Sunday, June 15, 2008
Before Washington leveled Southeast's gay clubs for a stadium, when neighborhood men could get up close and sweaty together without being in the Nats lineup, Craig Seymour, 39, took the stage in a G-string. A PhD student and stripper. This fall, he joins the journalism faculty at Northern Illinois University. He'll discuss "All I Could Bare," his memoir of disrobing, at the DC Center on June 19.
I always wanted to be a writer, but taking the risk as a stripper allowed me to take risks in other parts of my life. . . . The Post sent me [on a freelance assignment] to New York to interview Mariah Carey. I hadn't even been writing for a year, and all of a sudden I had to do this huge feature on one of the biggest pop stars in the world. Once you can stand on a bar naked in front of complete strangers, that gives you the confidence to stand in front of one of the biggest singers.
There are other things you can do to lose fear.
I wouldn't put stripping on the curriculum for J-school. That was just part of my journey. That happened to be the thing I needed. The better solution perhaps is just to take chances all along the way. I think I had made so many safe decisions in my life, I needed a big decision like stripping. . . . I went into stripping for all the wrong reasons. I went into it because I actually thought it would help me make peace around the issues I had with body image. That's the worst thing you can ever do because you're never gonna feel comfortable with something you're putting out in front of you for people to barter on.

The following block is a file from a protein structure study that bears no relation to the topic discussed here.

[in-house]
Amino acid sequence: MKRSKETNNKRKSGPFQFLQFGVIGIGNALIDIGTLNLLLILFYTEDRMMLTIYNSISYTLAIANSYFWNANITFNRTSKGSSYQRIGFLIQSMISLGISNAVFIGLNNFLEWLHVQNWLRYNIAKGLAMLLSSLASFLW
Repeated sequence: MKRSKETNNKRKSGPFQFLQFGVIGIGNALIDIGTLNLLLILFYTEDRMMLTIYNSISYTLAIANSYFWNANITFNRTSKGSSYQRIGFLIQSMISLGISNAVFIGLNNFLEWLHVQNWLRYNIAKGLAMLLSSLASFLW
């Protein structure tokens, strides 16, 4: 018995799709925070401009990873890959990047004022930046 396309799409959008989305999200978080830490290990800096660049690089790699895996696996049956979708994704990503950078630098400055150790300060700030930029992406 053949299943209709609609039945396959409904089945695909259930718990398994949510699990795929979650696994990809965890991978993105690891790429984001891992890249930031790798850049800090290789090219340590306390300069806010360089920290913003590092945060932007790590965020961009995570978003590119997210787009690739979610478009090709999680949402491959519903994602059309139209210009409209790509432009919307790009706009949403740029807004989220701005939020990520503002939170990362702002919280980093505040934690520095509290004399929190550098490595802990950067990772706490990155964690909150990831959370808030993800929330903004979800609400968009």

Do you still patronize this world?
Let's say you played college football. You might play a pick-up game. If you're an athlete, you can always understand the psyche of people that go into sports. Me having this experience in this world, I can still relate to the psyche of people who go to these clubs. I still like, occasionally, to hit up a strip club. It's a familiar world.
How is teaching similar to stripping?
I'm not trying to manipulate them to get something out of them, which is what you do in stripping or interviewing. I don't see [teaching] as a performance. My class is very improvisational.
-- Gabe Oppenheim